Wisdom of Death

Death provides a contrast to life, and it is in that contrast that we can find the meaning in life. Without death, life itself would have little relative meaning. The same can be applied to your idea; without a reference for what would constitute the death of your idea, any achievement or sense of your idea being alive will be shallow and without any sense of what it means to be "alive". 

Death shows us what we are afraid of, what we should be afraid of, what we are dependent on, and what wants to kill us. In humanities progress towards survival, they have developed organs and sensors to predict imminent challenges to death like eye sight to see an incoming predator, or hearing to hear the snow crack beneath your feet prior to an avalanche. These capacities which evolved from a necessity to better navigate death, also allowed us to sense things not related to death, i.e. with sight we can also appreciate in more detail aesthetics or trigger our stomach to prepare itself for food. The adaptations we make in the face of death have enabled for a far more appreciation of life. 

We can apply the same logic to ideas, by applying a death like scenario to the idea itself. The first question to ask is, what would kill your idea? 

In the example of flying death would come in the form of anything that disables flight. e.g. something hits the flying trajectory and ends the flying experience. We can then define scenarios which might end the flying, e.g. trajectory of other flying objects. We need to also think of what might want to end the flying; competing ideas or entities? Other flying predators?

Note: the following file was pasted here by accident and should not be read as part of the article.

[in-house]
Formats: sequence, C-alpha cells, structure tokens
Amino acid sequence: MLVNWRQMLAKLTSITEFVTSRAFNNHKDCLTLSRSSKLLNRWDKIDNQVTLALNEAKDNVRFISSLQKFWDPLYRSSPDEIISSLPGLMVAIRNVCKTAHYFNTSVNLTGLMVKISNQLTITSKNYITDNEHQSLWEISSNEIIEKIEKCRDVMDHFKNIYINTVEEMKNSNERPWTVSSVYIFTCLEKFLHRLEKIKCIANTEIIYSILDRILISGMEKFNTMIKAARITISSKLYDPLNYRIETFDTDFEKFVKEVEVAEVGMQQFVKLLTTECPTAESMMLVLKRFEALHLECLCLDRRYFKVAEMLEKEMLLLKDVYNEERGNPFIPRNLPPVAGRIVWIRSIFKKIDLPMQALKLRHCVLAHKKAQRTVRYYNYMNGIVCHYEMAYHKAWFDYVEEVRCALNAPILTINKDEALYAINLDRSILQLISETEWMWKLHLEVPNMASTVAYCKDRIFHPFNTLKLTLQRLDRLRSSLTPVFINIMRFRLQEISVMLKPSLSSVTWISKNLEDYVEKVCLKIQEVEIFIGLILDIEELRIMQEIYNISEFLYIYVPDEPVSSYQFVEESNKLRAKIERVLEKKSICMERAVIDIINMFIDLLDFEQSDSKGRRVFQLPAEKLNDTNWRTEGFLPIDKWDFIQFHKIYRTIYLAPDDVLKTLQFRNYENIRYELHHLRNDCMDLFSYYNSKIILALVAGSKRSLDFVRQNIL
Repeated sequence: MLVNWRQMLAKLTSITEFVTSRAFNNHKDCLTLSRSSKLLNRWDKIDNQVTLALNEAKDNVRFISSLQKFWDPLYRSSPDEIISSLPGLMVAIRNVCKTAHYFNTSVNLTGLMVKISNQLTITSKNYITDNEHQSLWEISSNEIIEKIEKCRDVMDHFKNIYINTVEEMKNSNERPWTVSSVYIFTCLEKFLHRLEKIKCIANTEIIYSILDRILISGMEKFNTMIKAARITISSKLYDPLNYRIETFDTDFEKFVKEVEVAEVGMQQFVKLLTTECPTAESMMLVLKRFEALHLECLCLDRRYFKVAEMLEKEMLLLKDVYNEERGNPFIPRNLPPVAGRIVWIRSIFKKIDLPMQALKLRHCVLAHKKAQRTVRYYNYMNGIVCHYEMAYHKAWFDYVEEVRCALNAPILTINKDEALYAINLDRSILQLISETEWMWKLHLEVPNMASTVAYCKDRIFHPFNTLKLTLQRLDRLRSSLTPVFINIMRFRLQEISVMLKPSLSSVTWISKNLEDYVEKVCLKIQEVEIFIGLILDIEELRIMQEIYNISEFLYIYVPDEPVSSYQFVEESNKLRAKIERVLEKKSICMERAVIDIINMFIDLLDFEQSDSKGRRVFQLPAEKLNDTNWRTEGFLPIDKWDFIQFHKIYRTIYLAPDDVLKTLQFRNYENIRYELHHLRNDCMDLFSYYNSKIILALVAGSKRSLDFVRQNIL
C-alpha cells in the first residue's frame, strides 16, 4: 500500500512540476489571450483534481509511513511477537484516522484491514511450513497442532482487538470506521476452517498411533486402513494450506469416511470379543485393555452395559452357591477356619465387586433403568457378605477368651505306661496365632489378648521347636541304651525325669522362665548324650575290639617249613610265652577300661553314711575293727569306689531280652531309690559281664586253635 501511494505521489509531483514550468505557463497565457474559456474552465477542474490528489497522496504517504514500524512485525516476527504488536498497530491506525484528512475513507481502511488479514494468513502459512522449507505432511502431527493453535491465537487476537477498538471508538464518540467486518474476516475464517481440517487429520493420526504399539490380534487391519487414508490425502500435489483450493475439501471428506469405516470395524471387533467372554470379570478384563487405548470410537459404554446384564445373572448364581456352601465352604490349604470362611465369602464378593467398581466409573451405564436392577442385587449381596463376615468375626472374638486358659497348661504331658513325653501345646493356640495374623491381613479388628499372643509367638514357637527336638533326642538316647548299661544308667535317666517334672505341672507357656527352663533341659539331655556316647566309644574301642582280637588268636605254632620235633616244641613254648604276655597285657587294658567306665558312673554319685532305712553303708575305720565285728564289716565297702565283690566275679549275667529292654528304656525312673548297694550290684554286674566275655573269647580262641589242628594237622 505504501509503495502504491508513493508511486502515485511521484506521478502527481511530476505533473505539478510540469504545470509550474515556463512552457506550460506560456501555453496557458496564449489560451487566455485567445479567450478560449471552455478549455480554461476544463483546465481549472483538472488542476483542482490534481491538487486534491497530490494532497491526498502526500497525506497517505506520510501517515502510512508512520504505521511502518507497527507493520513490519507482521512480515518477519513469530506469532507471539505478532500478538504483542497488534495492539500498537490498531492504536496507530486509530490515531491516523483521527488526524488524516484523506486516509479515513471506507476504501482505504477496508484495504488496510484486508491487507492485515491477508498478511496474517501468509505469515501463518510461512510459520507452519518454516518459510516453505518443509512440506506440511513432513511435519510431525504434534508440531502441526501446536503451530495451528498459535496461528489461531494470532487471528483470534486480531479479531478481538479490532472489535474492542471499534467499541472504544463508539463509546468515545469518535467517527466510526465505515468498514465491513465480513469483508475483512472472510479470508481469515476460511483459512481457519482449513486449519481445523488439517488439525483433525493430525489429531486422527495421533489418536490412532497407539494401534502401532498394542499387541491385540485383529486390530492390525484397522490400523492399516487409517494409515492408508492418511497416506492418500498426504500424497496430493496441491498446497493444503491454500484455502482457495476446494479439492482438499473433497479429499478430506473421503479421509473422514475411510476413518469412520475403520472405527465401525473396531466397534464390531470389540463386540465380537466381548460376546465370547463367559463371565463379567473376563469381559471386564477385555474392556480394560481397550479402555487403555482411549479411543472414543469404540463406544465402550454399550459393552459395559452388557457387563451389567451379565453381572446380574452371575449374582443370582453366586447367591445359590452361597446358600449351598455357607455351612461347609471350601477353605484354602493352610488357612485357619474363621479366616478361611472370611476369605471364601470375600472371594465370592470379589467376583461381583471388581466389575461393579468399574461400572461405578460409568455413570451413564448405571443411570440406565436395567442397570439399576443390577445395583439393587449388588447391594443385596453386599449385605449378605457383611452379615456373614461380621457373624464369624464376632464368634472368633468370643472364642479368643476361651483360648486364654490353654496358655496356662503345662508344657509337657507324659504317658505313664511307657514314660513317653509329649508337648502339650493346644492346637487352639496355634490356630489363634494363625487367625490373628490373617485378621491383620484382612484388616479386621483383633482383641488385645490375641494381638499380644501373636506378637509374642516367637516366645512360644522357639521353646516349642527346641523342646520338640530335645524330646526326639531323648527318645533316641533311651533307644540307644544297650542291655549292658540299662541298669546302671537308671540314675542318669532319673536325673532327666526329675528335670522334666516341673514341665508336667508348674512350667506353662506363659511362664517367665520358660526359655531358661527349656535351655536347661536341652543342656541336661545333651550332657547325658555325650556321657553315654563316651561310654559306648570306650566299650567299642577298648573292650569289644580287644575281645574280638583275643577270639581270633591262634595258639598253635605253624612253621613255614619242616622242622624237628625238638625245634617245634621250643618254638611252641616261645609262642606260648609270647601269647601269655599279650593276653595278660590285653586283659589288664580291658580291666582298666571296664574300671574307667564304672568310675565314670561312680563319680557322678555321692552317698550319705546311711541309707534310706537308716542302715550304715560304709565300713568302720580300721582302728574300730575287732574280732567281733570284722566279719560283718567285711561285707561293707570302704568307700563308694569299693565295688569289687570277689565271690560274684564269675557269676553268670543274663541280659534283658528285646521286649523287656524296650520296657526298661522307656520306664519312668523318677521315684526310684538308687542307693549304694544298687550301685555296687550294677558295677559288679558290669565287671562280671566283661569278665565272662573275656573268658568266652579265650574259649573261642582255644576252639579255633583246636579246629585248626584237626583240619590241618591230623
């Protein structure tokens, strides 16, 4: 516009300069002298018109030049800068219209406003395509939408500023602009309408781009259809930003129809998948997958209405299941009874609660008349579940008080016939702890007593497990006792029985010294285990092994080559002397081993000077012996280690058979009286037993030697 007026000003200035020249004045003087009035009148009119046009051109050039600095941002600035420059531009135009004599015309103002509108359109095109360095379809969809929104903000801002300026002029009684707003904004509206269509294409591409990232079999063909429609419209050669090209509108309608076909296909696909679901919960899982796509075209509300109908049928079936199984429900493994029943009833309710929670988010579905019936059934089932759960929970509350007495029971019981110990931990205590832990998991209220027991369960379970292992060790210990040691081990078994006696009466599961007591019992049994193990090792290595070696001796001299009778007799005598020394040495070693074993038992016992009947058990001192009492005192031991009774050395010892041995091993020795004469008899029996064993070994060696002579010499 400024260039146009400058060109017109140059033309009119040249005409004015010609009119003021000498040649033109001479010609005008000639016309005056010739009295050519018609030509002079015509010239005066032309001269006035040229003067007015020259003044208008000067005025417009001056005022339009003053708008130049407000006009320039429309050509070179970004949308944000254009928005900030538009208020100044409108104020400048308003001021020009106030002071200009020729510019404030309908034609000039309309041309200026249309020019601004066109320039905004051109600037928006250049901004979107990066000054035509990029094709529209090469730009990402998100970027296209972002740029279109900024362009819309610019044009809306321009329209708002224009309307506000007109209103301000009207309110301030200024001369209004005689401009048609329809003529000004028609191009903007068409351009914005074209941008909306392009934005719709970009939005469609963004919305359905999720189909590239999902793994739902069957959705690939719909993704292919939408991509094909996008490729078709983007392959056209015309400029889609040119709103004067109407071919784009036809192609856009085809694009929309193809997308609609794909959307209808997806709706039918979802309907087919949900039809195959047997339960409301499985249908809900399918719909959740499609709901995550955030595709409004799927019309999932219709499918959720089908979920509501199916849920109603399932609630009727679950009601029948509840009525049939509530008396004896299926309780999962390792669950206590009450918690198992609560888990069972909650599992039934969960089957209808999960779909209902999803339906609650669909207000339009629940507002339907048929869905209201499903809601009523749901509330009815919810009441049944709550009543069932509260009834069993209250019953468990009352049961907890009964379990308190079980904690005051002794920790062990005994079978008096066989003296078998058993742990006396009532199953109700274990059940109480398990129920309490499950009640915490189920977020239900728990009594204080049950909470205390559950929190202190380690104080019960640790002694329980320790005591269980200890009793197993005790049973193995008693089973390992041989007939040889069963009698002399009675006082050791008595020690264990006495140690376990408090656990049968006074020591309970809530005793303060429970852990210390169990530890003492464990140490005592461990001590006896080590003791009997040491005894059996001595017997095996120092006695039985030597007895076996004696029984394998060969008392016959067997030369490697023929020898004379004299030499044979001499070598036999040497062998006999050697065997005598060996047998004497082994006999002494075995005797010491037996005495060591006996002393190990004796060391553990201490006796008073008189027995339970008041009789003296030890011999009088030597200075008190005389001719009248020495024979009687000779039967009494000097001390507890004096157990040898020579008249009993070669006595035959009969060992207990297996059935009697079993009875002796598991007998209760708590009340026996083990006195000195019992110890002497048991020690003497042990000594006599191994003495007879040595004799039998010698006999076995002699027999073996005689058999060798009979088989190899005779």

This evaluation isn't just limited to the literal; in a commercial concept of flight, death could come in the form of a lack of access to consumers, or a problem in the supply chain. That's where we need to evaluate the dependencies of the idea. Just like humans depend on oxygen and a certain range of heat to not die, ideas have their analogous criteria as well. Defining these analogous criteria is progress towards defining it's will to live. 

Then there is the growth element; what does an idea eat or consume to avoid death? What are the inputs, and necessary processes in order for the idea to survive? An artificial intelligence platform wouldn't survive without input data, or processes of labelling the data; so we can form one part of the will to live for an AI platform is data inputs and labelling data; it desires data. Then as custodians of the idea it is up to you to provide the idea with access to it's food, or in this case data. 

A good way to reveal the death drives of your idea is to create a minimum viable requirement list; and explore why these are the minimum viable requirements for the existence of your idea. Have a numerical requirement to assess whether the idea is getting a sufficient volume of the requirement, but then try to apply first principle thinking to that requirement to reveal the essence of what is driving the idea to grow.

If you would like feedback on what fuels your idea, or what threats there are to your idea, then please reach out! We thrive on your engagement and appreciate all forms of discussing these ideas. 

Executioner

“The fear of death follows from the fear of life. A man who lives fully is prepared to die at any time.” - Mark Twain

Probably the most ominous sounding archetype, the executioner represents the role of death. This is a point of departure and transitions. In our case it serves as a reminder to prepare for death, and leverage the fear of death into something that can propel us forward into action. 

Attributes

Adaptable

Transitory

Committed

Transformative

Strict

Archetypes 

Grim Reaper 

Caterpillar 

In life

Past failures

Measurable Targets

Examples of ideas that went through a pivot 

Can help you

Force you to act

Find the will to live

Define failure